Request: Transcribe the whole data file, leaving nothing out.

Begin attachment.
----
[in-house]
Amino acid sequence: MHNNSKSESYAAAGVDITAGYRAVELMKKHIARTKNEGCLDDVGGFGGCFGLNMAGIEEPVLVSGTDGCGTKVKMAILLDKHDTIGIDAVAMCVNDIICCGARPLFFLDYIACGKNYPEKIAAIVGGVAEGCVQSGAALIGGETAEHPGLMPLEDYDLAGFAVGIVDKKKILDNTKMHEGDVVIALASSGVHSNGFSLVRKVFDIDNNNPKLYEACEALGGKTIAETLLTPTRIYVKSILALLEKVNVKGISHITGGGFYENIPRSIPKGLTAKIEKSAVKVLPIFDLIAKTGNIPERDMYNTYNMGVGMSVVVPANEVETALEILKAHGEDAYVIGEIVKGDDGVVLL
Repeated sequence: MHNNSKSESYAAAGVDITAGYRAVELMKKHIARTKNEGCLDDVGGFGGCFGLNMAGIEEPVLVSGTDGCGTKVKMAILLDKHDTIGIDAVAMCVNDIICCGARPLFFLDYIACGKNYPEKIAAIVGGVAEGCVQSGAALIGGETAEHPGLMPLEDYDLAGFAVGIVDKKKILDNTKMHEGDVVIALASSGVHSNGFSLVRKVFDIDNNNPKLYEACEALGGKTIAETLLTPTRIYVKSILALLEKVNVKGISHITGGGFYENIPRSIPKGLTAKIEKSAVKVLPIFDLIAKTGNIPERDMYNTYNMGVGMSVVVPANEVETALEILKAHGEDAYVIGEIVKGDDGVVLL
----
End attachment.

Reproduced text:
[in-house]
Amino acid sequence: MHNNSKSESYAAAGVDITAGYRAVELMKKHIARTKNEGCLDDVGGFGGCFGLNMAGIEEPVLVSGTDGCGTKVKMAILLDKHDTIGIDAVAMCVNDIICCGARPLFFLDYIACGKNYPEKIAAIVGGVAEGCVQSGAALIGGETAEHPGLMPLEDYDLAGFAVGIVDKKKILDNTKMHEGDVVIALASSGVHSNGFSLVRKVFDIDNNNPKLYEACEALGGKTIAETLLTPTRIYVKSILALLEKVNVKGISHITGGGFYENIPRSIPKGLTAKIEKSAVKVLPIFDLIAKTGNIPERDMYNTYNMGVGMSVVVPANEVETALEILKAHGEDAYVIGEIVKGDDGVVLL
Repeated sequence: MHNNSKSESYAAAGVDITAGYRAVELMKKHIARTKNEGCLDDVGGFGGCFGLNMAGIEEPVLVSGTDGCGTKVKMAILLDKHDTIGIDAVAMCVNDIICCGARPLFFLDYIACGKNYPEKIAAIVGGVAEGCVQSGAALIGGETAEHPGLMPLEDYDLAGFAVGIVDKKKILDNTKMHEGDVVIALASSGVHSNGFSLVRKVFDIDNNNPKLYEACEALGGKTIAETLLTPTRIYVKSILALLEKVNVKGISHITGGGFYENIPRSIPKGLTAKIEKSAVKVLPIFDLIAKTGNIPERDMYNTYNMGVGMSVVVPANEVETALEILKAHGEDAYVIGEIVKGDDGVVLL